Now tell me: How much time has passed since you first logged on to your computer...READ MORE An efficient pattern recognition of a lion makes perfect evolutionary sense. If you see a large feline shape moving in some nearby brush, it is unwise to wait until you see the yellows of the lion's eyes before starting to run up the nearest tree. You need a brain that quickly detects entire shapes from fragments of the total picture and provides you with a powerful sense of the accuracy of this recognition. One need only think of the recognition of a new pattern that is so profound that it triggers an involuntary "a-ha!" to understand the degree of pleasure that can be associated with learning. It's no wonder that once a particular pattern-recognition-reward relationship is well grooved into our circuitry, it is hard to shake.
Language," the Beat writer William S. Burroughs supposedly once exclaimed, "is a virus from outer space." Burroughs was making a metaphorical extrapolation about the ways in which words, phrases, idioms, sentences, lines, and narratives can seemingly rewire our brains; how literature has the power to reprogram a mind just as a virus can alter the DNA of its host. Such a concept holds that more than just a simple means of expressing and communicating ideas, language is its own potent agent, a force that actually has the ability to shape the world, often in ways that we're unconscious of and with an almost autonomous sense of itself. As with something biological, language is capable of infecting, of propagating and spreading, of indelibly marking its host. In Burroughs' characteristically experimental 1962 novel The Ticket that Exploded, he writes that "Word is an organism… a parasitic organism that invades and damages."
Suppose we scan 1 million similar women, and we tell everyone who tests positive that they have cancer. Then we will have correctly told all 10,000 women with cancer that they have it. Of the remaining 990,000 women whose lumps were benign, we will incorrectly tell 49,500 women that they have cancer. Therefore, of the women we identify as having cancer, about 83 percent will have been incorrectly diagnosed. Imagine you or a loved one received a positive test result.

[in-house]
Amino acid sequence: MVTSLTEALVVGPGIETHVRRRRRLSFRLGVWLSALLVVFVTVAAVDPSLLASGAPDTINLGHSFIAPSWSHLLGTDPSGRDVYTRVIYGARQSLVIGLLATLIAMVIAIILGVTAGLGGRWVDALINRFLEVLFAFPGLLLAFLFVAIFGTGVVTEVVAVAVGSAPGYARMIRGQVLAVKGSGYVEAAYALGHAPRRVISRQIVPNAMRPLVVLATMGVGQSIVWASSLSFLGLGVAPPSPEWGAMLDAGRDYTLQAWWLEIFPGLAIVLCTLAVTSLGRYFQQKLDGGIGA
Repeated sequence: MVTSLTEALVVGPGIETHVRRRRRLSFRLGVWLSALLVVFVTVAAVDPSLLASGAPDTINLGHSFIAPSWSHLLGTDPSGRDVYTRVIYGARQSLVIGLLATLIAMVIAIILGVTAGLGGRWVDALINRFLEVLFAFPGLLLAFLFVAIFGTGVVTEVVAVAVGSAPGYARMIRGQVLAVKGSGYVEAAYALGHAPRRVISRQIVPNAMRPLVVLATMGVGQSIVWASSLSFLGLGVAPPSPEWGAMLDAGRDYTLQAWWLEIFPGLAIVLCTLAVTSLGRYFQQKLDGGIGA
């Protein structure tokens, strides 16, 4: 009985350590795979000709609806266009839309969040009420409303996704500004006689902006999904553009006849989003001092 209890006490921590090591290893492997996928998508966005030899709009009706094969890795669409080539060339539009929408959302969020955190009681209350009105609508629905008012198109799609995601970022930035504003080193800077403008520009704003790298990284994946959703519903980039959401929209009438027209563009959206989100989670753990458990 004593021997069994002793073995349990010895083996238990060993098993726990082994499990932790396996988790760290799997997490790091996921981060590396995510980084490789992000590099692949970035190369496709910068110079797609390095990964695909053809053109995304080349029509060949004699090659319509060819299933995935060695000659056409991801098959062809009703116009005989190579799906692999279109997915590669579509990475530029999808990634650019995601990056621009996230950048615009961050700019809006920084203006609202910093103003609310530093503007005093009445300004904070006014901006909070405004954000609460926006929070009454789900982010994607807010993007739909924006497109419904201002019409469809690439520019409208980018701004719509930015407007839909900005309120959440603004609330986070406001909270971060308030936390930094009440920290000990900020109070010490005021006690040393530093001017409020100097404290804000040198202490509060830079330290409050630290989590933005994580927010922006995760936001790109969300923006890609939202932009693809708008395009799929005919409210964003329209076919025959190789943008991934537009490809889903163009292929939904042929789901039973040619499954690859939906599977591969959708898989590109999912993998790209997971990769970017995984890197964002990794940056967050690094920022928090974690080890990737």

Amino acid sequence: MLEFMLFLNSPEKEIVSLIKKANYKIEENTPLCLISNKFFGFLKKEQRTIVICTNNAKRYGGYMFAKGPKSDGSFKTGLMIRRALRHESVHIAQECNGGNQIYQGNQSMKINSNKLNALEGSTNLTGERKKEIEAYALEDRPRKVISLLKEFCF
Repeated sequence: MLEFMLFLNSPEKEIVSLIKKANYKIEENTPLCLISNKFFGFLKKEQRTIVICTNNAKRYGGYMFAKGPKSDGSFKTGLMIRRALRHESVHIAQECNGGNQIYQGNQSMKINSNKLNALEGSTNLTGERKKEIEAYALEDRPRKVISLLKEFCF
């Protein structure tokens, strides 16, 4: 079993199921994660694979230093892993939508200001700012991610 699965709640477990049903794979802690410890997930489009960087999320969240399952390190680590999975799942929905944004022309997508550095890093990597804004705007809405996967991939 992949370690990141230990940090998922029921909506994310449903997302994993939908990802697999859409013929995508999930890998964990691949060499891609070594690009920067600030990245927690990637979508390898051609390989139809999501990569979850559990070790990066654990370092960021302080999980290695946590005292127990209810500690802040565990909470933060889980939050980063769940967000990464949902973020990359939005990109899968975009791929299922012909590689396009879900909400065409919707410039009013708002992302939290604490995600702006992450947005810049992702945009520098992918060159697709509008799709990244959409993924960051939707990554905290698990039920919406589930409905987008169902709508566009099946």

Ada Lovelace was an English mathematician who lived in the first half of the 19th century. In 1842, Lovelace was tasked with translating an article from French into English for Charles Babbage, the "Grandfather of the Computer." Babbage's piece was about his Analytical Engine, a revolutionary new automatic calculating machine. Although originally retained solely to translate the article, Lovelace also scribbled extensive ideas about the machine into the margins, adding her unique insight, seeing that the Analytical Engine could be used to decode symbols and to make music, art, and graphics. Her notes, which included a method for calculating the Bernoulli numbers sequence and for what would become known as the "Lovelace objection," were the first computer programs on record, even though the machine could not actually be built at the time.1 Though never formally trained as a mathematician, Lovelace was able to see beyond the limitations of Babbage's invention and imagine the power and potential of programmable computers; also, she was a woman, and women in the first half of the 19th century were typically not seen as suited for this type of career. Lovelace had to sign her work with just her initials because women weren't thought of as proper authors at the time.2 Still, she persevered,3 and her work, which would eventually be considered the world's first computer algorithm, later earned her the title of the first computer programmer.
The Canadian poet Dennis Lee once wrote that the consolations of existence might be improved if we thought, worked, and lived as though we were inhabiting "the early days of a better civilization." The test of this would be whether humans, separately and together, are able to generate and make better choices. This is as much a question about wisdom as it is about science. We don't find it too hard to imagine continued progress in science and technology. We can extrapolate from the experiences of the last century toward a more advanced civilization that simply knows more, can control more, and is less vulnerable to threats.